Am I dreaming or did the Guardian really post a hair-raising blog on internet censorship at 5 pm GMT yesterday, then whip the article off its Comment-is-free front page and into its archives less than nine hours later?
And could that be because this newspaper realised that its own bloggers would see a curious connection between the subject of the blog and its own recent behaviour?
The big business of net censorship
Clamping down on free speech on the internet has been a lucrative enterprise for software manufacturers
o Jo Glanville
o guardian.co.uk, Monday November 17 2008 17.00 GMT
o Article history
One Cif blogger, MarchOnRome, said, ‘It’s instructive that one of the few times the Guardian has anything bad to say about censoring the internet is when they think someone might be making a profit out of it.’
But that’s the old Guardian s/he’s thinking of. To the new version of this newspaper, it’s apparently – and how I hope I’m mistaken – okay to restrict free speech as long as the job’s being done by a company, . . . for instance, a newspaper, rather than by a government.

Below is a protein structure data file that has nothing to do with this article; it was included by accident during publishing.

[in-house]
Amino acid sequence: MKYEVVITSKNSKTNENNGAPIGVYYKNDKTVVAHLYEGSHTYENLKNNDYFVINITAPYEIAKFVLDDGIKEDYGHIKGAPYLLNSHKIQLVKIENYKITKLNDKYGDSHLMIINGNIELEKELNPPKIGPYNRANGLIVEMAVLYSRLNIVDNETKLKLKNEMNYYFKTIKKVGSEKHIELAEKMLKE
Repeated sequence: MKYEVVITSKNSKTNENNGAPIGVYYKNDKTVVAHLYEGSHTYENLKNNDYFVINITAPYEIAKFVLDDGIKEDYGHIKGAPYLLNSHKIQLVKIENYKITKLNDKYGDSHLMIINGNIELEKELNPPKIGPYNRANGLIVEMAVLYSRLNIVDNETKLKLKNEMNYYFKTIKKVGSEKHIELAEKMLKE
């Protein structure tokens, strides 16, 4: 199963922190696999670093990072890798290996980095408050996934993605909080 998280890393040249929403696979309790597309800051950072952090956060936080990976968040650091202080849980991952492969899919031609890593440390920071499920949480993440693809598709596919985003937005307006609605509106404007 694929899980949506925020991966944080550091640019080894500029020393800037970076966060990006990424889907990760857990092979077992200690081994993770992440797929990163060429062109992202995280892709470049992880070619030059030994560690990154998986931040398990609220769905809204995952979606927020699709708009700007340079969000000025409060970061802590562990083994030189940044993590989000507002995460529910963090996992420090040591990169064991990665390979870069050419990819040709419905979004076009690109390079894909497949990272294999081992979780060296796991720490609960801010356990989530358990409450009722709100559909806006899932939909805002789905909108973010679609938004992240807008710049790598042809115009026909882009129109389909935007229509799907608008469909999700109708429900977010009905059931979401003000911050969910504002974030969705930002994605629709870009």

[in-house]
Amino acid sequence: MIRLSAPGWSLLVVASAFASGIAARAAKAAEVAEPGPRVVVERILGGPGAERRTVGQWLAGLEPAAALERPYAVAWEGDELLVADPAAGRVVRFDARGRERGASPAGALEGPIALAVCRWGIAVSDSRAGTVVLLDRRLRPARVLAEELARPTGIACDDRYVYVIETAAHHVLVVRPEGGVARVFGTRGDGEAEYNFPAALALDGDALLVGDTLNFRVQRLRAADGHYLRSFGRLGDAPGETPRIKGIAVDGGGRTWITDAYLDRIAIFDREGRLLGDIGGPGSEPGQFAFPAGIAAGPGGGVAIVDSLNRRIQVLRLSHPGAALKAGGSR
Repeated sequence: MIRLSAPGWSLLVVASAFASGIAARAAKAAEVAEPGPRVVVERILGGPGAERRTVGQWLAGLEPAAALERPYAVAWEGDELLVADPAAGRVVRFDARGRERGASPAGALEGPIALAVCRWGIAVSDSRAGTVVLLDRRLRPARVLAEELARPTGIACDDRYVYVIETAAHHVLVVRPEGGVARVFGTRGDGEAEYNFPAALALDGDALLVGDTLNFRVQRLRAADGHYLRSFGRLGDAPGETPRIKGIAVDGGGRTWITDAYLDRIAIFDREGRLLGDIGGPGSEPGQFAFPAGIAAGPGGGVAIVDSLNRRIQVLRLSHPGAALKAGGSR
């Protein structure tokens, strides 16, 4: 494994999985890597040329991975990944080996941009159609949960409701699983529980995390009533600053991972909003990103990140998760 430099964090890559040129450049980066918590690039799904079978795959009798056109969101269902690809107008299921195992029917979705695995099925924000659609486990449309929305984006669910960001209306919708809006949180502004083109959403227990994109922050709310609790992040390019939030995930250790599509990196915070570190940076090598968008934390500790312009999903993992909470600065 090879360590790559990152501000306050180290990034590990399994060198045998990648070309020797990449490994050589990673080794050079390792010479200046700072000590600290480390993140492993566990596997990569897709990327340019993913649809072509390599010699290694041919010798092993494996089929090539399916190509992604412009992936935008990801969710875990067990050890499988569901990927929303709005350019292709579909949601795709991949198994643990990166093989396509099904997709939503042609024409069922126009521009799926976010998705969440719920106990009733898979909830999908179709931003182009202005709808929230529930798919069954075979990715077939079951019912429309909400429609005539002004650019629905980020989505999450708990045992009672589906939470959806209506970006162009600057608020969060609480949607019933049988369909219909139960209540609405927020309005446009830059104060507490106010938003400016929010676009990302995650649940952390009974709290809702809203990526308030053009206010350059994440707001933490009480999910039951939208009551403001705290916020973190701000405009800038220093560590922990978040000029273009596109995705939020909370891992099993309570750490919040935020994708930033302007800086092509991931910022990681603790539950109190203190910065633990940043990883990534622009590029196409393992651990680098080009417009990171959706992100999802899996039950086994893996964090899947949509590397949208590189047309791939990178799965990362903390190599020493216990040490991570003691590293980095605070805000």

As this very perch on WordPress noted at the weekend, quoting George Steiner,
The censorship which profit imposes on the media is as destructive, perhaps more so than that of political despotism.
. . . Some of us have also noticed a curious omission in the latest redesign of the Guardian‘s books blog. Articles about the publishing business are no longer listed as a category of archive on the blog’s home page – as in the earlier version of the site, introduced in the spring. Why not? Few of these articles have been critical of the industry, but bloggers’ comments on them are often incendiary.
Does any of this tell us about the Guardian’s future vision of itself? Does it perhaps mean to serve mainly as chief events-organiser for the Hay festival, the publishing industry’s annual self-promotion jamboree, much loathed by the newspaper’s own bloggers?